And what about training? Here is a subject that occupies an enormous amount of our in-service time. We devote countless hours to it, name conferences for it, assign chief officers to it, and spend billions in the pursuit of it. With all of the time, energy, and money spent in the name of training, our firegrounds should be the most efficient, safe, and effective orchestrations of personnel and machinery in the modern world.

But the death and injury statistics prove otherwise year after year, and few seem interested in finding out exactly why this is. Look at your department`s training schedule. Chances are excellent that less than 10 percent of your yearly training hours are devoted to fighting fire, the single activity that is most likely to result in two chief officers standing on your front porch in the middle of a cold, rainy night expressing their sincere sorrow to your spouse.

Recent history has shown that even groups with countless years of bitter and often deadly conflicts have been able to agree on some sort of compromise and cooperation. The Israelis and Palestinians in the Middle East, as well as the Protestants and Catholics of Northern Ireland, have been able to overcome their deep hatred and forge groundbreaking efforts for peace. Yet, in the fire service, we hear that the “big three” fire service organizations, who are supposed to be on the same side, cannot reach a consensus with regard to the United States Fire Administration and the Federal Emergency Management Agency. And yet, we, seemingly oblivious to the obvious, stroll merrily along wondering why nobody in Washington takes us seriously. Duh!


Benjamin Franklin must be whirling in his grave as he is forced to view what his service has become. Our organizational last name is “service.” We do not exist to feather our own nests, carve our own niches, or grab our own piece of the pie. We exist for the sole purpose of providing a service to those who are in immediate danger of losing life or property. THAT`S IT. Many a dilemma could be solved if we simply asked ourselves: What is the best decision we can make at this immediate moment, given the information available, that will best serve the people we swore to protect?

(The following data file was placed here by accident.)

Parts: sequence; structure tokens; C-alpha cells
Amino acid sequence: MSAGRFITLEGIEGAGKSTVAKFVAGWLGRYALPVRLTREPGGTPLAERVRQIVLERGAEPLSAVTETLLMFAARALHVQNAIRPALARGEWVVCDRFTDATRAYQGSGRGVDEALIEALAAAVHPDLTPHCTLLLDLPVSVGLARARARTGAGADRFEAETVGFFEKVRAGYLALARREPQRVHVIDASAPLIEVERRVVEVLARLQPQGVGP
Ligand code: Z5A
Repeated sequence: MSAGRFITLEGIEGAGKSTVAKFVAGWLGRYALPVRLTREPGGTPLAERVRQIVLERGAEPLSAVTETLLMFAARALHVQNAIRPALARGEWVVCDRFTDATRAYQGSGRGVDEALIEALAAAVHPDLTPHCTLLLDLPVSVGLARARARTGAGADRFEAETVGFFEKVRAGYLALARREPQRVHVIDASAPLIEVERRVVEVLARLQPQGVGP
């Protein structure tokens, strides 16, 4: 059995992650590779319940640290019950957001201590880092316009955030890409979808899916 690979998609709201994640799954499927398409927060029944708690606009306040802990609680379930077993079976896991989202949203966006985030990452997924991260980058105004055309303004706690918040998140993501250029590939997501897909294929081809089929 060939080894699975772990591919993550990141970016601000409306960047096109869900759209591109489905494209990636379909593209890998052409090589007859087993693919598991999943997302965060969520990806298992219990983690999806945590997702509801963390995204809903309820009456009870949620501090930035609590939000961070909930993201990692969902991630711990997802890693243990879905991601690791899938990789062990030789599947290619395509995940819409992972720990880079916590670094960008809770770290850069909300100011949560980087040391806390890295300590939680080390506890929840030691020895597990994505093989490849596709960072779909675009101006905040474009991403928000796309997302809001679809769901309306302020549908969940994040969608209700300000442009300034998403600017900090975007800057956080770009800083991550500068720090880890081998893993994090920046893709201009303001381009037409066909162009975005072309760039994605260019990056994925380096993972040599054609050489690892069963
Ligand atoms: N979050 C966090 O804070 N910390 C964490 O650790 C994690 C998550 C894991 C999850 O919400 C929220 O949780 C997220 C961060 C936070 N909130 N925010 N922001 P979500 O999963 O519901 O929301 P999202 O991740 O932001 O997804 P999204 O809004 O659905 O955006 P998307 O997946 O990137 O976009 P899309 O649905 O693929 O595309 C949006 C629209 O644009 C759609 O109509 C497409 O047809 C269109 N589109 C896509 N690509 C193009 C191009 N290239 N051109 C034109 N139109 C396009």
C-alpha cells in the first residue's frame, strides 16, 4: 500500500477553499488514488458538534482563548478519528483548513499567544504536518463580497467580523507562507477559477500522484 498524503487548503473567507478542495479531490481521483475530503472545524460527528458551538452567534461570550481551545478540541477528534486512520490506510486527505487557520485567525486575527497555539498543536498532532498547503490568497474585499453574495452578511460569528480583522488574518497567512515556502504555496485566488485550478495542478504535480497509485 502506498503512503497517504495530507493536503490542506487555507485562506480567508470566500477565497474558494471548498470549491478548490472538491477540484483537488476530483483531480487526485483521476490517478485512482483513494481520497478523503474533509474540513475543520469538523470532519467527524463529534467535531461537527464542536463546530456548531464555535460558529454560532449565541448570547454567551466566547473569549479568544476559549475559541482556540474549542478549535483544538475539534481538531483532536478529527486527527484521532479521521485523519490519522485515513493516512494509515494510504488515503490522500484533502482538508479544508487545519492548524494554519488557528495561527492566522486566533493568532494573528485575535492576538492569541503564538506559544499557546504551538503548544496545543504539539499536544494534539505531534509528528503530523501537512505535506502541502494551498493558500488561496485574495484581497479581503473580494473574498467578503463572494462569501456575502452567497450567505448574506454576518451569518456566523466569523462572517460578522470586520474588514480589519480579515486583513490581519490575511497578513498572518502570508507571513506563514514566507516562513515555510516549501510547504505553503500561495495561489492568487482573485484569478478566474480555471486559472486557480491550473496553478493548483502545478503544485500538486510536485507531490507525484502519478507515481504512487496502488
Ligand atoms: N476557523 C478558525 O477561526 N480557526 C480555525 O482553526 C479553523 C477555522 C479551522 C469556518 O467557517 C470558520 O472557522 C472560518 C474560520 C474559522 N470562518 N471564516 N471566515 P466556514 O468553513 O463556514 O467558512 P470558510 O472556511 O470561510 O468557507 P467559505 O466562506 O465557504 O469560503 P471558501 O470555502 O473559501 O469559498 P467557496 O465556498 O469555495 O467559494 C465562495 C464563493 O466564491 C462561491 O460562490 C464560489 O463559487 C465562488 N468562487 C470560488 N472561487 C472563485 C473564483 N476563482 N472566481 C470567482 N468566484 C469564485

There are many reasons for finding ourselves closer and closer to the abyss. Each specific jurisdiction across the country has its own problems, and many are unique to certain areas. But there are also obstacles to the health of the fire service that are common to every state in the union. As members of the fire service, we need to stop looking only at ourselves for a minute and step outside. By looking at ourselves, we adopt a very narrow perspective and consequently succumb to the shortcomings a narrow perspective can create. Instead, we need to see ourselves as others who are not members of the fire service see us. Only then will we be able to examine our actions and our recent history in a truly objective manner.

The fire service is quickly becoming one enormous association (and a loose association at that) of special interest groups. Everyone wants his own piece of the pie, and each refuses to play nice with the other kids until it gets it. Many times this results in one faction or the other`s ultimately choosing to sit in the corner and pout. It`s time to take the fire service back from the special interest groups, profiteers, and those who seek to serve themselves and to return it to its original owner, the citizen. Hopefully, this can be achieved quickly, which will save us the embarrassment of having to explain how childishly we have behaved. n

n GREG FALKENTHAL is a ladder company captain/haz mat technician with the City of Vallejo (CA) Fire Department. He is a staff instructor with the Santa Rosa Junior College Training Center for Fire Technology and teaches in both the California police and fire instructional systems. He is a member of the FDIC educational advisory board.